Public radio stations WKSU and WCPN consider merger, sources say


Kent State University is considering a merger of its public radio station with another public broadcaster in Cleveland, according to several people familiar with the station’s operations.

Kent State University spokesman Eric Mansfield has not confirmed a report that the university’s board will vote next week on a merger between Kent State radio station WKSU ( 89.7 FM) and WCPN nonprofit from Ideastream (90.3 FM).

Instead, he referred to a $ 100,000 “grant for collaborative operations and services” the two stations received last year.

“In August, the Corporation for Public Broadcasting awarded a grant to explore opportunities for growth and expansion of public media in Northeast Ohio,” he said. “This analysis has identified potential opportunities for Ideastream and WKSU, and we continue to examine those possibilities …

“Both entities recognize the need to strengthen public service reporting in Northeast Ohio, and we continue to discuss ways to leverage these two strong public media organizations for the benefit of listeners in the region.”

Messages left at Ideastream were not returned and Mansfield declined to comment further.

The agenda for the September 22 KSU Board meeting will be posted on Monday.

Projects under construction

People familiar with the station’s operations say a plan for collaboration has been discussed for months.

Elizabeth Bartz, a former member of the WKSU Community Advisory Board, said WKSU Chief Executive Officer Wendy Turner told the board in May that “there had been discussions with Ideastream about a possible merger. because 15 hours of their programming was duplicating every day and that’s a lot of money going to NPR. “

“She said it was about having more resources so that they could have more reporters to do more stories,” Bartz said.

Turner did not immediately respond to a message requesting comment.

Two former CEOs of WKSU also said they were told that merger plans were underway.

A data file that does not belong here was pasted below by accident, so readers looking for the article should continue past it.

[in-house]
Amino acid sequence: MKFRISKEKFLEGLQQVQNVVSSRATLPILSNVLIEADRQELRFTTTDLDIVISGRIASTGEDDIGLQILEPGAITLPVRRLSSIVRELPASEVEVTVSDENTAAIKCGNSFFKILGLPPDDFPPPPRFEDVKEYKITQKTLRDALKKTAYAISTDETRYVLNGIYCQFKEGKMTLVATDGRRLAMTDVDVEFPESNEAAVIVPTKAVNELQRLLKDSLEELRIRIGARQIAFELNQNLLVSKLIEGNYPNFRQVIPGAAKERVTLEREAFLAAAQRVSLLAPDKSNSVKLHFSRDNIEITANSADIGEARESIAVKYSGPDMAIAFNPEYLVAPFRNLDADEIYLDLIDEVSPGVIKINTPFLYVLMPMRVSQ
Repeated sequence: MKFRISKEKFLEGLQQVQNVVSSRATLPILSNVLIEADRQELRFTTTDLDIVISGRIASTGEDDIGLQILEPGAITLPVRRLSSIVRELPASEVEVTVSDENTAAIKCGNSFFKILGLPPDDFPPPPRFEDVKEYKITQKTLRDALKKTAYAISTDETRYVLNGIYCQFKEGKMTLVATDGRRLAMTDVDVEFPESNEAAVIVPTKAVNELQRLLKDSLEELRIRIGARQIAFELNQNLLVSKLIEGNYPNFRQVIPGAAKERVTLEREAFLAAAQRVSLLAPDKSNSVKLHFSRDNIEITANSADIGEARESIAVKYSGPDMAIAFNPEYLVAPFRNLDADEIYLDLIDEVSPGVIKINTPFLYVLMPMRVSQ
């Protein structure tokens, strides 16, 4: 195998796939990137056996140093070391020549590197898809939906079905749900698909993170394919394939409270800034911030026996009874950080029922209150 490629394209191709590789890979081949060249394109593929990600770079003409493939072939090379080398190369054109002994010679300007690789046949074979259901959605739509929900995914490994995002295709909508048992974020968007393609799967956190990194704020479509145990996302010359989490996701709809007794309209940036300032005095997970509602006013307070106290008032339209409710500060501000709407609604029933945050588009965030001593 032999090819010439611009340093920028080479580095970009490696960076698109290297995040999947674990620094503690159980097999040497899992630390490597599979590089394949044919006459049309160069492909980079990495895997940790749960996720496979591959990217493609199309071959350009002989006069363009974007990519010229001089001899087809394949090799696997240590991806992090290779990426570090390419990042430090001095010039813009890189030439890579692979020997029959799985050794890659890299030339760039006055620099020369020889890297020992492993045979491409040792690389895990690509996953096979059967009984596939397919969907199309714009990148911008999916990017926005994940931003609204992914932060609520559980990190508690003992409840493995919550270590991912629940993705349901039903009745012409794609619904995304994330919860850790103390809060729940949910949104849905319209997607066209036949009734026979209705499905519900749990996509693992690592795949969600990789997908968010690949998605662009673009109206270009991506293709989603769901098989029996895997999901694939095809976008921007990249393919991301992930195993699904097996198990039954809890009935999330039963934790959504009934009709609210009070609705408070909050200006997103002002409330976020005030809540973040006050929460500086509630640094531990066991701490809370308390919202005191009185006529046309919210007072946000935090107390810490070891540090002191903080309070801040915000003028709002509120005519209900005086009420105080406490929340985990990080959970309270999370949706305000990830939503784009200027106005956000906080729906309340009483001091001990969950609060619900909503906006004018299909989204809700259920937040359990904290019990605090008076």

“It would be a deep alignment between WKSU and Ideastream and as a result of this deep alignment there would be some significant changes,” said John Perry, former WKSU general manager from 1973 to 1999. “WKSU would become the main one, and only one outlet, for NPR and local news and WCPN would become the classic station for Northeast Ohio and WCLV (104.9 FM, also owned by Ideastream) would become an extension of the news feed for the Cleveland area.

“While a lot of people decry this, it has its potential,” Perry said.

Al Bartholet, chief executive of WKSU from 1999 to 2013, said he had also heard of plans to merge the two stations.

“I knew it was going to happen because there was a lot of chatter between some people that I won’t tell,” he said. “I have news from former employees and employees who are concerned about this.”

He said a major concern is the potential for loss of local news attention.

“It seems obvious to me that Ideastream will be in charge at the managerial level. Will all staff be exported to Ideastream Center in Cleveland? Will WKSU lose its local identity? WKSU serves – be decreased? Ideastream has always viewed the Akron area as nothing more than a suburb, like Willoughby or Bedford. These are the kinds of things that people worry about.

In addition to WCPN and WCLV, Ideastream owns the public television channels WVIZ and The Ohio Channel.

Money for studies, consolidation plans

The Corporation for Public Broadcasting (CPB) grant to the two radio stations received provides up to $ 100,000 for “facilitation, analysis and research” collaborative efforts. An “implementation” grant of up to $ 750,000 is available for entities with “binding commitments from station boards and authorities supporting the proposed collaboration”.

The two radio stations announced in August 2020 that they intended to use the grant to “explore expanding local reporting and journalism resources; coordinate editorial efforts; expand and diversify thematic geographic coverage of local and national issues, especially in underserved communities; and fostering future journalists through engagement with the Kent State University School of Journalism and Mass Communication. “

Grant recipients are required to report on the results of their work. Ideastream CEO Kevin Martin said in an email to Ideastream staff that the results of the study and a plan for next steps would be shared early this year, according to a press release dated August 31, 2020.

A public document request for that report was pending Thursday.

Bartholet said he was familiar with the subsidy program, but said that, in his experience, bindings face many obstacles.

“I think the university is going to lose quite a bit, because I can see them losing their identity in WKSU and the way it is branded,” he said.

Bartholet said he remembers the CPB grant program starting several years ago.

“Almost no one accepted them on the money because they couldn’t find any terms,” he said. “It comes down to localism. A station is fighting for its own territory.”

He said the station he ran after leaving WKSU in Charlottsville, Va. Faced competition from another public radio station in the same area.

“On a per capita basis, it was one of the top four public radio markets in the country… it never worked,” he said.

Eric Marotta can be reached at 330-541-9422 or at Follow him on Twitter @MarottaEric.


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